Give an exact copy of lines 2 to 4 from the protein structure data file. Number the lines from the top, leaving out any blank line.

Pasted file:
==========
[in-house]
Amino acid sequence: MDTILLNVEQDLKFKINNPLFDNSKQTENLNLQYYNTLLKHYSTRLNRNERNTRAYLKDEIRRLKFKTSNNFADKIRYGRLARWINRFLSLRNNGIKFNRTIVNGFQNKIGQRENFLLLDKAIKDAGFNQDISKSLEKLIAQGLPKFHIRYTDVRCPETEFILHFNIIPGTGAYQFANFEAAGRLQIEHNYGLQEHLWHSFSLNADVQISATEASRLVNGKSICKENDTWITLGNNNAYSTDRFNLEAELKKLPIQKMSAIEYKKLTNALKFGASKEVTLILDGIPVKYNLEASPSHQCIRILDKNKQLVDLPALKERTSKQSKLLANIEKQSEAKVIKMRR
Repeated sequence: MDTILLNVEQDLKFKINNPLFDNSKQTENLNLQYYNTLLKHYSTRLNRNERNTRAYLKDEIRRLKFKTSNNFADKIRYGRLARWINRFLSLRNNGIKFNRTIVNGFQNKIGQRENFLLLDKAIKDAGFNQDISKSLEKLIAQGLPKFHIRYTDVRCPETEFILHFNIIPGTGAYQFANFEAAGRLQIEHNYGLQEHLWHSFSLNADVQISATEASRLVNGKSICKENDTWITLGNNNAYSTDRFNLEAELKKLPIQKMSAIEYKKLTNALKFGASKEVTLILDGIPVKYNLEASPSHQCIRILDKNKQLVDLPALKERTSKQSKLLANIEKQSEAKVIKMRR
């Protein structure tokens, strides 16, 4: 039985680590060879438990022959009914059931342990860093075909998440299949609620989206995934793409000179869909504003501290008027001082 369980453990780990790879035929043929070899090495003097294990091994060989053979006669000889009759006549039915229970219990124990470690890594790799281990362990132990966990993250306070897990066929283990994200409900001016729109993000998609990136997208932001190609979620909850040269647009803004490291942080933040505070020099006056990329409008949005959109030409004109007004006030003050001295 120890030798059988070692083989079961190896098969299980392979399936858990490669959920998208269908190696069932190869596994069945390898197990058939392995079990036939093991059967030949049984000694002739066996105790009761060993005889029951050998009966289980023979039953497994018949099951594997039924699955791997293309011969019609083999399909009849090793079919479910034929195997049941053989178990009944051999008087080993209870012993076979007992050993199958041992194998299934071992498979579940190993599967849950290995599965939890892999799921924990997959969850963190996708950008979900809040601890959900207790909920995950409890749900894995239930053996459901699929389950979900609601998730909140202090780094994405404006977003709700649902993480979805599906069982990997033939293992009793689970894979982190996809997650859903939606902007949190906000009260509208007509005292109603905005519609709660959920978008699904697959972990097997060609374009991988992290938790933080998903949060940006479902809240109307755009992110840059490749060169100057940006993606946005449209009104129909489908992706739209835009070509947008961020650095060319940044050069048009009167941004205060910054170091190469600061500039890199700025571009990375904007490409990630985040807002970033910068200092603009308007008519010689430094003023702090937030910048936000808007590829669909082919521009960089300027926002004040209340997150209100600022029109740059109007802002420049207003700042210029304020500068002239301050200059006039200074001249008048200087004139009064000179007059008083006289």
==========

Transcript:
Amino acid sequence: MDTILLNVEQDLKFKINNPLFDNSKQTENLNLQYYNTLLKHYSTRLNRNERNTRAYLKDEIRRLKFKTSNNFADKIRYGRLARWINRFLSLRNNGIKFNRTIVNGFQNKIGQRENFLLLDKAIKDAGFNQDISKSLEKLIAQGLPKFHIRYTDVRCPETEFILHFNIIPGTGAYQFANFEAAGRLQIEHNYGLQEHLWHSFSLNADVQISATEASRLVNGKSICKENDTWITLGNNNAYSTDRFNLEAELKKLPIQKMSAIEYKKLTNALKFGASKEVTLILDGIPVKYNLEASPSHQCIRILDKNKQLVDLPALKERTSKQSKLLANIEKQSEAKVIKMRR
Repeated sequence: MDTILLNVEQDLKFKINNPLFDNSKQTENLNLQYYNTLLKHYSTRLNRNERNTRAYLKDEIRRLKFKTSNNFADKIRYGRLARWINRFLSLRNNGIKFNRTIVNGFQNKIGQRENFLLLDKAIKDAGFNQDISKSLEKLIAQGLPKFHIRYTDVRCPETEFILHFNIIPGTGAYQFANFEAAGRLQIEHNYGLQEHLWHSFSLNADVQISATEASRLVNGKSICKENDTWITLGNNNAYSTDRFNLEAELKKLPIQKMSAIEYKKLTNALKFGASKEVTLILDGIPVKYNLEASPSHQCIRILDKNKQLVDLPALKERTSKQSKLLANIEKQSEAKVIKMRR
């Protein structure tokens, strides 16, 4: 039985680590060879438990022959009914059931342990860093075909998440299949609620989206995934793409000179869909504003501290008027001082 369980453990780990790879035929043929070899090495003097294990091994060989053979006669000889009759006549039915229970219990124990470690890594790799281990362990132990966990993250306070897990066929283990994200409900001016729109993000998609990136997208932001190609979620909850040269647009803004490291942080933040505070020099006056990329409008949005959109030409004109007004006030003050001295 120890030798059988070692083989079961190896098969299980392979399936858990490669959920998208269908190696069932190869596994069945390898197990058939392995079990036939093991059967030949049984000694002739066996105790009761060993005889029951050998009966289980023979039953497994018949099951594997039924699955791997293309011969019609083999399909009849090793079919479910034929195997049941053989178990009944051999008087080993209870012993076979007992050993199958041992194998299934071992498979579940190993599967849950290995599965939890892999799921924990997959969850963190996708950008979900809040601890959900207790909920995950409890749900894995239930053996459901699929389950979900609601998730909140202090780094994405404006977003709700649902993480979805599906069982990997033939293992009793689970894979982190996809997650859903939606902007949190906000009260509208007509005292109603905005519609709660959920978008699904697959972990097997060609374009991988992290938790933080998903949060940006479902809240109307755009992110840059490749060169100057940006993606946005449209009104129909489908992706739209835009070509947008961020650095060319940044050069048009009167941004205060910054170091190469600061500039890199700025571009990375904007490409990630985040807002970033910068200092603009308007008519010689430094003023702090937030910048936000808007590829669909082919521009960089300027926002004040209340997150209100600022029109740059109007802002420049207003700042210029304020500068002239301050200059006039200074001249008048200087004139009064000179007059008083006289």